You may have seen the signs around ZŪM about the women’s self-defense class offered by 3rd degree Jiu Jitsu black belt Kevin Lollis and Seattle Police Captain Deanna Nollette a couple of weekends ago. I’d been wanting to take a course like that for several years, but I’d never gotten around to it, instead just hoping not to be one of the 1 in 5 women who are raped in their lifetimes. Since this course was on site, I had no more excuses and signed right up to see if I could pick up a few moves to protect myself out in the wild.
When I came to ZŪM last January, my very first client was Michael Sharps, who had a goal to get to 12% body fat and, preferably, be completely shredded before going on vacation to Ibiza just over 3 months later. It was a big ask in a short period of time, but we both worked hard and came within 2% of his goal. Nearly a year later, we’re still working together and Mike has made an impressive physical transformation, and is such a disciplined and motivational person as far as fitness goes, I decided to interview him for our Succeeding and Thriving series.
The New Year is almost upon us. That time of year, where we like to say goodbye to the past and welcome in the new. But let’s be real. The second the clock strikes midnight on January 1st, we don’t magically turn into new people, lose those 10 lbs we have always said we are going to or make that career shift we have always been dreaming of. Instead, the new year marks a time to pause, reflect and connect to ourselves and our life. It is an opportunity to get really clear on our goals, our values and why they matter. It is an opportunity to make ourselves a priority in our own lives.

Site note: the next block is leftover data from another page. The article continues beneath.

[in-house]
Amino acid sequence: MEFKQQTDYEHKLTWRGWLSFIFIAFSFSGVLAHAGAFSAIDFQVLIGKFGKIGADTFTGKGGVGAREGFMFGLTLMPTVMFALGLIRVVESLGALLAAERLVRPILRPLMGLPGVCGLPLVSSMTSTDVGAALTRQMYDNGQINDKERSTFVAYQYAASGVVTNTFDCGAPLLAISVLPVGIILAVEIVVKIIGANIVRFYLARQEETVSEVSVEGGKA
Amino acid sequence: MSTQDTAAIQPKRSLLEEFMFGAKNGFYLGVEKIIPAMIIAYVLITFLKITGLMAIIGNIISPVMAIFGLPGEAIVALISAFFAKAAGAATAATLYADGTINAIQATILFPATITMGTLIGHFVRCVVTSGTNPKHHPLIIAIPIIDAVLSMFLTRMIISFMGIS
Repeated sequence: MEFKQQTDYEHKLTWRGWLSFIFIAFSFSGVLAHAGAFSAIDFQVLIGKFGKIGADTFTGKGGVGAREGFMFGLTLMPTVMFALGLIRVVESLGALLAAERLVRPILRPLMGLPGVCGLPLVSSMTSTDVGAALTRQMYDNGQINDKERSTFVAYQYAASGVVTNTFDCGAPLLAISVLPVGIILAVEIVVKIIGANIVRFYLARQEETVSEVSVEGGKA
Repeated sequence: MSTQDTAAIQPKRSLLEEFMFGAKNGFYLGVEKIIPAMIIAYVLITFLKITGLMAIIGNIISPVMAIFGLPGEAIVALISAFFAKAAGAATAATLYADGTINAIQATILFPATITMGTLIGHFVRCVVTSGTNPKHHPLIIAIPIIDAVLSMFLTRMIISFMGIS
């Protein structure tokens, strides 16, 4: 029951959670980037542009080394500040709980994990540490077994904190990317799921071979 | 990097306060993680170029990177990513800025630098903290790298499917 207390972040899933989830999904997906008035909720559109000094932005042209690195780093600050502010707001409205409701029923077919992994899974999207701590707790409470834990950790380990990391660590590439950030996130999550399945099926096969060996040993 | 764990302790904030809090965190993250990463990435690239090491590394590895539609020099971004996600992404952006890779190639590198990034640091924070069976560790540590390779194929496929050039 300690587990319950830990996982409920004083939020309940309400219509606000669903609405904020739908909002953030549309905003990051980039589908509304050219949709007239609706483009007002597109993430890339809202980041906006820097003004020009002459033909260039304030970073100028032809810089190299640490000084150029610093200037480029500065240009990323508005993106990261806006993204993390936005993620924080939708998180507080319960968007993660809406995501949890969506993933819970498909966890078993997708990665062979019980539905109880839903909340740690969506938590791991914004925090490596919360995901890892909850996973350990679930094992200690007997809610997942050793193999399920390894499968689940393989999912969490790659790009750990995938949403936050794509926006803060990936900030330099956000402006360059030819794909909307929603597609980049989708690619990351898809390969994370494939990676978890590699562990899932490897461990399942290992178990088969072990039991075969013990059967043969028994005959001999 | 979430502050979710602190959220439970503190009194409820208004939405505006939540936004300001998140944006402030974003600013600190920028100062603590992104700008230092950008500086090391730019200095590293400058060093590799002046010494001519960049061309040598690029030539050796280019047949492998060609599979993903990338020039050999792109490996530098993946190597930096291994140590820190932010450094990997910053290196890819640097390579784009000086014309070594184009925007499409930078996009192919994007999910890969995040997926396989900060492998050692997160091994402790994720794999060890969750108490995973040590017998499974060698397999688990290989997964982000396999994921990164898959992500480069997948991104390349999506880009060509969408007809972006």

Here at ZŪM, we’ve put together our list of our favorite things (we think Oprah would like many of our selections, too). Check out what ZŪM staff loves best to find health and fitness gift ideas for a loved one or even yourself!
In a current world of information overload and immediate gratification, we’re constantly looking to what works the best to feel optimal and look our best. Like in any other industry, new methods are always being developed in fitness. New products are coming out all the time, to help you lose weight, get stronger, improve balance, sleep better, feel better, etc. What I’ve seen over the years are three main ingredients in the big equation of life that will always play a major role in helping to achieve your personal goals: sleep, stress, and water.
ZŪM Fitness is recruiting members and staff to join our team for the Big Climb, in support of the Leukemia and Lymphoma Society (LLS) on Sunday, March 24th, 2019. As a team, we will be climbing 69 flights of stairs to the top of Seattle’s Columbia Tower in an effort to raise awareness and donations to find a cure for blood cancer. That’s 1,311 steps and 788 feet of vertical elevation! Although it will be challenging, it pales in comparison to what blood cancer patients go through. Approximately every three minutes, someone in the US is diagnosed with a blood cancer.